In response to the increasing use of the filibuster, legislators have turned to other tools, such as budget reconciliation and executive orders, to achieve their policy priorities. That said, it is important to keep in mind that a simple majority of senators could turn to the “nuclear option” and end the filibuster, as has already been done for cabinet-level nominees as well as Supreme Court nominees. At this point in time, support for this option appears limited in both parties. Should it happen, however, it would open the door to far more wide-reaching policy reform than is likely under the status quo.

Budget Reconciliation: A Key Tool in Modern Policymaking

Budget reconciliation is a term that has grown in importance and relevance in recent years. In short, reconciliation is a fast-track procedure designed to help policymakers make changes to mandatory spending programs and tax policy. Discretionary spending, which includes components of the budget like defense spending, foreign aid and spending on most government agencies such as the Environmental Protection Agency, is determined once a year during the annual appropriations process. Mandatory spending on programs such as Medicare or Medicaid, however, is set by predetermined eligibility requirements, such as age or income. In addition, most aspects of the tax code remain the same from year to year. As a result, mandatory spending and the tax code operate a bit more on autopilot than the discretionary spending side. Reconciliation offers Congress a tool with which it can alter these parts of the budget by reconciling current law with the priorities established in the annual budget resolution.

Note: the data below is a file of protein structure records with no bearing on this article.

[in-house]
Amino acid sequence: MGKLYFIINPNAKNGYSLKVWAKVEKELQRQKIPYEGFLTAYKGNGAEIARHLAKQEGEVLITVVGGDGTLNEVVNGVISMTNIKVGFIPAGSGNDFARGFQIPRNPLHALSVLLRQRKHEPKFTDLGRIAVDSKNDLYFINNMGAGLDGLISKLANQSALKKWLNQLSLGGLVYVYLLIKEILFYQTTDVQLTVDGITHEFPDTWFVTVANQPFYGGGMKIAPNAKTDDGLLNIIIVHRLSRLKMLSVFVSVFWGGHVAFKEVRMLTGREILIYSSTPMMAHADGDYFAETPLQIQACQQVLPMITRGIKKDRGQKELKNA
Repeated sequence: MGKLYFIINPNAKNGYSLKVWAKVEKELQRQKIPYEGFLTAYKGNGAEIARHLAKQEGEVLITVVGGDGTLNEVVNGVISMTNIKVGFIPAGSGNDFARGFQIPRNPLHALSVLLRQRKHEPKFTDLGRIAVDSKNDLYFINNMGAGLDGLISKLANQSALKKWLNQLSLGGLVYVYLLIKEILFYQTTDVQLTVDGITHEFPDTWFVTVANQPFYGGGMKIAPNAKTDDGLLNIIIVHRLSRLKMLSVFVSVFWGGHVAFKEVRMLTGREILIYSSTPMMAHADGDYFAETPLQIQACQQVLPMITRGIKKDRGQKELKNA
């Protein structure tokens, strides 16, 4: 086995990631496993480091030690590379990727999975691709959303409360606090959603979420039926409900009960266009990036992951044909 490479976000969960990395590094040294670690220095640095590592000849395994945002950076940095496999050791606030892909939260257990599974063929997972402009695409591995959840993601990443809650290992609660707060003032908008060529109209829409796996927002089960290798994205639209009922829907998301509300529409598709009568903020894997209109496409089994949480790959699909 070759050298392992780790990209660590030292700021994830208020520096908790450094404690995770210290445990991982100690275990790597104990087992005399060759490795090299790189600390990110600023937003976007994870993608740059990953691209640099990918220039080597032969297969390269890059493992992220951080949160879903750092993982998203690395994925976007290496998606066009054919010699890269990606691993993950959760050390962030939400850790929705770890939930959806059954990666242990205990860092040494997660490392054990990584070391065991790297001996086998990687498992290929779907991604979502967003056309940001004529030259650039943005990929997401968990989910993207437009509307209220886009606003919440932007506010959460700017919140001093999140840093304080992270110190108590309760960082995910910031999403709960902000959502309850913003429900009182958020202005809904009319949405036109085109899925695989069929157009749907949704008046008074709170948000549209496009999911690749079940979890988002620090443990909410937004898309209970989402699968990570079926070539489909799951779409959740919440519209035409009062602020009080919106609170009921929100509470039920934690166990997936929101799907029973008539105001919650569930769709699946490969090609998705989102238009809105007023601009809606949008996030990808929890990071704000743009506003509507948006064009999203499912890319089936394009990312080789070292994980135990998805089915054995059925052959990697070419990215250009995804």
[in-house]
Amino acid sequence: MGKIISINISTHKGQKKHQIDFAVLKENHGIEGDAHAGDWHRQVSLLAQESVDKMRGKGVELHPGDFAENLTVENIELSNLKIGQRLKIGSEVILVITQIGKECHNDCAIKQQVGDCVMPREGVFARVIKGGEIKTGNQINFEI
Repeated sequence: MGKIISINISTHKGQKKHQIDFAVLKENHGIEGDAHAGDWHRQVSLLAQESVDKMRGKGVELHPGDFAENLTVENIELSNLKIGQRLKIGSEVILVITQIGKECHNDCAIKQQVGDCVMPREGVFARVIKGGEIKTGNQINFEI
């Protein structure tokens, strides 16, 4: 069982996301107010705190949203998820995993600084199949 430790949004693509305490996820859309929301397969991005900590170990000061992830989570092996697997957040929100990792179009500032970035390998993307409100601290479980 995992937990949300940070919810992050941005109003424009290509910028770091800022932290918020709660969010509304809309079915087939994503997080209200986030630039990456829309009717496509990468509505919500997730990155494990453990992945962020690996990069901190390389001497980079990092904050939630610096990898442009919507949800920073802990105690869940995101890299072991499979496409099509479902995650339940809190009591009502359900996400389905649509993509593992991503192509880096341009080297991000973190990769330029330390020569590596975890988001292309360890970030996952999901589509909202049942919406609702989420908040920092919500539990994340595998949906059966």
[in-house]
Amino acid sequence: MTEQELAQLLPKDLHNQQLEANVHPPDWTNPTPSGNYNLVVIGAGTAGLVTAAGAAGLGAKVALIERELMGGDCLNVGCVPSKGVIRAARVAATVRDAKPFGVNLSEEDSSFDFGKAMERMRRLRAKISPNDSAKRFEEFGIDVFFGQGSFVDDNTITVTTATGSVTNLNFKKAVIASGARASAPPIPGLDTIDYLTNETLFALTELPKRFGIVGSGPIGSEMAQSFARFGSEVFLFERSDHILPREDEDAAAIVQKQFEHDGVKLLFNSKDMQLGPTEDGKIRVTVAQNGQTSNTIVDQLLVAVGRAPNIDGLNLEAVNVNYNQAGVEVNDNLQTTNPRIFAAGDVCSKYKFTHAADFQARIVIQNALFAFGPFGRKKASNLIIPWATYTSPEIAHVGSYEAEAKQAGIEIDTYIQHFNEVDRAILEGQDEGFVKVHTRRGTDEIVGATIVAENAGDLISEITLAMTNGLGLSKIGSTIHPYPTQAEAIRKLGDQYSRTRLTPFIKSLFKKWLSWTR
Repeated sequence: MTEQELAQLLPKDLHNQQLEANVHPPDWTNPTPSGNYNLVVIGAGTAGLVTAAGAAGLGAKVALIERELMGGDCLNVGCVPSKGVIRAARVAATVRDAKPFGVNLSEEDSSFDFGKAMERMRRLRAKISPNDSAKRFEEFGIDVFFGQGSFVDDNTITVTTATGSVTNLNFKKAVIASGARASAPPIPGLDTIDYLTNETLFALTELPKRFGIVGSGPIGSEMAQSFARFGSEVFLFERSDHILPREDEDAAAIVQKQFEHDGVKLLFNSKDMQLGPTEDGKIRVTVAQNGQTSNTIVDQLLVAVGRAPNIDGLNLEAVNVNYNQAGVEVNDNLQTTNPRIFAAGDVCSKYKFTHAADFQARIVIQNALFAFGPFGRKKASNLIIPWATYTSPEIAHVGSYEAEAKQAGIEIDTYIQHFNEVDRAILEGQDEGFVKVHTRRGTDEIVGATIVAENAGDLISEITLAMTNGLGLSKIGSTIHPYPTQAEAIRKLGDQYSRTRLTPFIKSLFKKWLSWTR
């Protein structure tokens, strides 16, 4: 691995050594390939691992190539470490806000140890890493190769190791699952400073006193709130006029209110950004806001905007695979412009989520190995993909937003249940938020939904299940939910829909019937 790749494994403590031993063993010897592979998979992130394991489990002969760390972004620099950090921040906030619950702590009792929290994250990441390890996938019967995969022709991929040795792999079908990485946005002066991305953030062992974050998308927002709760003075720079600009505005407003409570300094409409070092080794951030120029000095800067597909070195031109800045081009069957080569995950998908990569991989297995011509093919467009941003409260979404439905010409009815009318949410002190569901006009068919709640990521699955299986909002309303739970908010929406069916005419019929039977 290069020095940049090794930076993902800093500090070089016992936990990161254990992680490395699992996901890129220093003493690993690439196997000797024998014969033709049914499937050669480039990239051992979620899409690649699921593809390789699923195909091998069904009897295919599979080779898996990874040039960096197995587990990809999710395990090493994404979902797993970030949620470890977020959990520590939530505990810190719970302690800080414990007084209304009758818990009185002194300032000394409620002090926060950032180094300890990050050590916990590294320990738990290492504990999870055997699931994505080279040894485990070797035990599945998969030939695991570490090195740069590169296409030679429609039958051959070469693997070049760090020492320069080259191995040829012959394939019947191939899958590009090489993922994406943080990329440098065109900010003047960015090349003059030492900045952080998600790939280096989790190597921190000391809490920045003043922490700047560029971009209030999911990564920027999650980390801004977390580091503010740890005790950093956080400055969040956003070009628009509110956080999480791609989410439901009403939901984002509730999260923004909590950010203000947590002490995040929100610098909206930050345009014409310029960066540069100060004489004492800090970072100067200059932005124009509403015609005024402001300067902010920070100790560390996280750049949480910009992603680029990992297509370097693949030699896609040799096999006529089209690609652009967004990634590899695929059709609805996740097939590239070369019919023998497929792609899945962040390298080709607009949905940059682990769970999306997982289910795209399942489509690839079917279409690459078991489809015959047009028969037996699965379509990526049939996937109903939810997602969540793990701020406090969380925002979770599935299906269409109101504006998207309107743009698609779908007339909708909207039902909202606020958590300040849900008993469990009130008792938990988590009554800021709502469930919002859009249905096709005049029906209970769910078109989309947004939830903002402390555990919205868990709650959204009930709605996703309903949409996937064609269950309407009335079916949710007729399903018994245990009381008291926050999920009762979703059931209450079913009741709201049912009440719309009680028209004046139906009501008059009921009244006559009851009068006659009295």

Reconciliation has gained prominence in these partisan times due to its privileged status; final passage requires a simple majority, and debate time in the Senate is limited, preventing a filibuster by the minority party. Passing legislation through reconciliation is often a much easier hurdle to clear than the de facto 60-vote threshold needed to end a filibuster when considering legislation in the more traditional way. The Tax Cuts and Jobs Act passed at the end of 2017 was done using reconciliation, as were the Bush tax cuts in the early 2000s. A portion of the Affordable Care Act (ACA) was also enacted through reconciliation, and the failed Republican ACA repeal effort in 2017 attempted to use the reconciliation process too.

Because of its special rules, the contents of a reconciliation bill are tightly controlled.1 Several of these restrictions fall under the “Byrd Rule,” which governs what is and is not allowed under reconciliation. A provision of a reconciliation bill violates the Byrd Rule if any of the following apply:

  • It does not produce a change in outlays or revenue.
  • The net budgetary effect of a title reported by the reconciled committee is such that the committee does not achieve its fiscal target (“title” here loosely meaning a broad section of the bill).
  • The committee reports a title containing matter outside its jurisdiction.
  • The budgetary effects of a provision are “merely incidental” to the overall policy objective.
  • The reported title causes an increase in the deficit in any year outside the budget window2.
  • The provision makes changes to the retirement and disability programs in Title II of the Social Security Act.

Broadly speaking, these restrictions are designed to help ensure that Congress utilizes reconciliation for its original budget-related purpose and not simply to take advantage of the special rules governing this t